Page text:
charlies-aunt wrote: »
As pasteurisation involves heating for 30 mins and then rapidly cooling - which would cook the eggs, its only really suitable for liquids like milk, apple juice etc.
Not quite right! In milk, pasteurisation involves heating to 71.7 degrees C for 15 secs.
In fact, a process has been developed whereby whole eggs in shells can be pasteurised and remain as a raw shell egg.http://safeeggs.com/consumers/retail-eggs.html
Do agree with most of the rest of your post though!!
janeym8 wrote: »
it bothers me sometimes re me being MS , other times im ok with it and sometimes i wish i was moreso such as when i pass gardens with trees laden down with fruit that goes unpicked-few orchard type gardens near me i always say wish i had the nerve to knock on door and ask if i could pick the fruit
Norman_Bean wrote: »
I'm new to MS and am enjoying surprising people with my thrifty ways .... I'm not sure if they were actually embaressed but my mum and sister were certainly shocked when I picked up and took home a fantastic jacket sized potato I spotted in the supermarket carpark. It had obviously fallen out of someones bag.
There was nothing wrong with it and was a free lunch as far as I was concerned but they just couldn't believe it.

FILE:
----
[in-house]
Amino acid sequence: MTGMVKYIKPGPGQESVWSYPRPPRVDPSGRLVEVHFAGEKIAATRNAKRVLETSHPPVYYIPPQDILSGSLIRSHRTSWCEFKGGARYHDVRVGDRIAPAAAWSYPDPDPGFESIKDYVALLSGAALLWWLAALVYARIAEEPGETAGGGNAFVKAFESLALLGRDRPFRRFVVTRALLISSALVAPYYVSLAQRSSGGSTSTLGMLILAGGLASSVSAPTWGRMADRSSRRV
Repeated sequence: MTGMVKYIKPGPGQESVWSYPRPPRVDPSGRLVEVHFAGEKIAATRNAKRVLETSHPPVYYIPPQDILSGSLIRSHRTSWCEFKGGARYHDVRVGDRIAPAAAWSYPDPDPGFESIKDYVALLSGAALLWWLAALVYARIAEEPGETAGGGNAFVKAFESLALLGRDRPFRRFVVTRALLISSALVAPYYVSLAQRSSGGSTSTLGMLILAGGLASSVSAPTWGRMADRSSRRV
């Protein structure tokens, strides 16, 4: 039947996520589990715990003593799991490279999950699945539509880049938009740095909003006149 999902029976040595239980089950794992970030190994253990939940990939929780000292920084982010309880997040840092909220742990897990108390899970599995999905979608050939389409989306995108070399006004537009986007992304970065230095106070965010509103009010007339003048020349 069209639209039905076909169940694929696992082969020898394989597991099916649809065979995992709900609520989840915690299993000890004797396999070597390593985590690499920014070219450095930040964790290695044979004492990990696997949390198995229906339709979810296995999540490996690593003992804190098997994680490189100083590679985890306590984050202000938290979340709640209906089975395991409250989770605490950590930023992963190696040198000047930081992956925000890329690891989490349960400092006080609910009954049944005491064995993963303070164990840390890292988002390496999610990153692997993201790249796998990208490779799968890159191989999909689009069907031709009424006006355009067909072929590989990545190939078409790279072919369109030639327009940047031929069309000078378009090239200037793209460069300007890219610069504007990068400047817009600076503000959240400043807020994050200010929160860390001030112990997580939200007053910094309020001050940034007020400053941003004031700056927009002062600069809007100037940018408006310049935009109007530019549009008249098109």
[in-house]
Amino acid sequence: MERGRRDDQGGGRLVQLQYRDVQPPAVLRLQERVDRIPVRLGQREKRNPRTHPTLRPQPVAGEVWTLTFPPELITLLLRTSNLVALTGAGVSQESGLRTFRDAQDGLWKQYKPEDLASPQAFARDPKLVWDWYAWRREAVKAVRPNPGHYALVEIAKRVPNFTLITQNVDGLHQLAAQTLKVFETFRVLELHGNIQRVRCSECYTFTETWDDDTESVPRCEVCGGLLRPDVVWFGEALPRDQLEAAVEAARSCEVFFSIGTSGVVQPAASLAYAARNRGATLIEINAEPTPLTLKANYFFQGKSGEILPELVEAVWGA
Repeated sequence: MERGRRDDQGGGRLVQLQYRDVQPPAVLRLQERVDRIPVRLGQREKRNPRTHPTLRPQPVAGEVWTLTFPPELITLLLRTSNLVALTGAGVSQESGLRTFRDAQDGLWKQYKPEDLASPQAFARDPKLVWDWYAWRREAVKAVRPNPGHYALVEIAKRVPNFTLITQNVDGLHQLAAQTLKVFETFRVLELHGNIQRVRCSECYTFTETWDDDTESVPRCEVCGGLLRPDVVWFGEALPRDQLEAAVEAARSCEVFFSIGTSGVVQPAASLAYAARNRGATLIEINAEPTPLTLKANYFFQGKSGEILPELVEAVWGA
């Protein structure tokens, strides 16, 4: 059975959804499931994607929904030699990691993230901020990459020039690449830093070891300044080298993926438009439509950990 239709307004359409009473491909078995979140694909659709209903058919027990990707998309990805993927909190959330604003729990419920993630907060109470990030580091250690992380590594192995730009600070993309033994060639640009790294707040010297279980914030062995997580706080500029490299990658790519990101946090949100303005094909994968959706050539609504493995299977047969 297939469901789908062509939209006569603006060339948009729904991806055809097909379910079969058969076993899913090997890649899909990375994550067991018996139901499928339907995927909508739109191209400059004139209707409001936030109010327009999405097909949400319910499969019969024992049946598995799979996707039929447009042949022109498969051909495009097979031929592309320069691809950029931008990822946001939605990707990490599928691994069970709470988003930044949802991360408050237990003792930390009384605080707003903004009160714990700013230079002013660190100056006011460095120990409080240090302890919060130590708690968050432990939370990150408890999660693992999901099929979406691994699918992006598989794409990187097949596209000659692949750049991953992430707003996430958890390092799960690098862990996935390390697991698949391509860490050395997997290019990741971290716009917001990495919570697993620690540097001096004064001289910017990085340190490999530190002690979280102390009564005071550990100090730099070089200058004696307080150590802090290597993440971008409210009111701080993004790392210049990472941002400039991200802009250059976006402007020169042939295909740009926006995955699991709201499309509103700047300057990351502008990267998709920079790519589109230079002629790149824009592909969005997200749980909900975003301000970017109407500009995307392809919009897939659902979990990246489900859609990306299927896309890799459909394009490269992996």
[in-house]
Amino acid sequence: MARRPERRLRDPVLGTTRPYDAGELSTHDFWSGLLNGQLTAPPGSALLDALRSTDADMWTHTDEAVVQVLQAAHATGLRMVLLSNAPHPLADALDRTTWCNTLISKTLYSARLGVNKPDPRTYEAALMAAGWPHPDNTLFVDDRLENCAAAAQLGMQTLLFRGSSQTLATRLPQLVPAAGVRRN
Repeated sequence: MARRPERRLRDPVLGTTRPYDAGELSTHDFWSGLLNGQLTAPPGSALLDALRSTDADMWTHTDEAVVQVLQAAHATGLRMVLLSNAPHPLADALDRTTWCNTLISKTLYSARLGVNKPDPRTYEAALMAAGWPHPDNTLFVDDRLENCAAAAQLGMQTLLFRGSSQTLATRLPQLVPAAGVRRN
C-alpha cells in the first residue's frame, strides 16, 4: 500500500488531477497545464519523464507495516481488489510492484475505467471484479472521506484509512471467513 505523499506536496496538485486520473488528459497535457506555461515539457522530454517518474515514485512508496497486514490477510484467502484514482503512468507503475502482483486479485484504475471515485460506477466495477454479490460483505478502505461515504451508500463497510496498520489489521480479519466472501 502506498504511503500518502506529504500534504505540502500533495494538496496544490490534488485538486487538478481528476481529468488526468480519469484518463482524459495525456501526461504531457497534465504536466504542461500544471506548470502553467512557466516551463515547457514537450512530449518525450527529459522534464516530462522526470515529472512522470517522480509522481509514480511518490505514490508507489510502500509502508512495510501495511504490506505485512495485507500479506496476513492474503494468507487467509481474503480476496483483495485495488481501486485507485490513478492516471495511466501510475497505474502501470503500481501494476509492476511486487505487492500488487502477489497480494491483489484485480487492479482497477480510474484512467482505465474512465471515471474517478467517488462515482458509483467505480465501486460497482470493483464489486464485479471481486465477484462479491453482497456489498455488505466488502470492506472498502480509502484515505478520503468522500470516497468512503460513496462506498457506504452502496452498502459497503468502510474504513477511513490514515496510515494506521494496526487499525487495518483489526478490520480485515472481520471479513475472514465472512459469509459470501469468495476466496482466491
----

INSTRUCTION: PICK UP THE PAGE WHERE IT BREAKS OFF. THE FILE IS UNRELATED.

Frugalista wrote: »
When we recently went for a Toby carvery I enquired about the turkey they were carving (nearly finished and the legs ignored and put to one side) - there was still loads of meat on it. I was told it was against Health and Safety rules for them to supply me with food to eat off premises . I even offered to sign a disclaimer, but they were adamant, so presumably it was binned :mad:.
Such a waste (in my mind I had already made a big pan of soup and a few portions of curry out of it ) - my family, on the other hand were mortified that I'd asked - especially when I gave the manager a lecture on food waste!!
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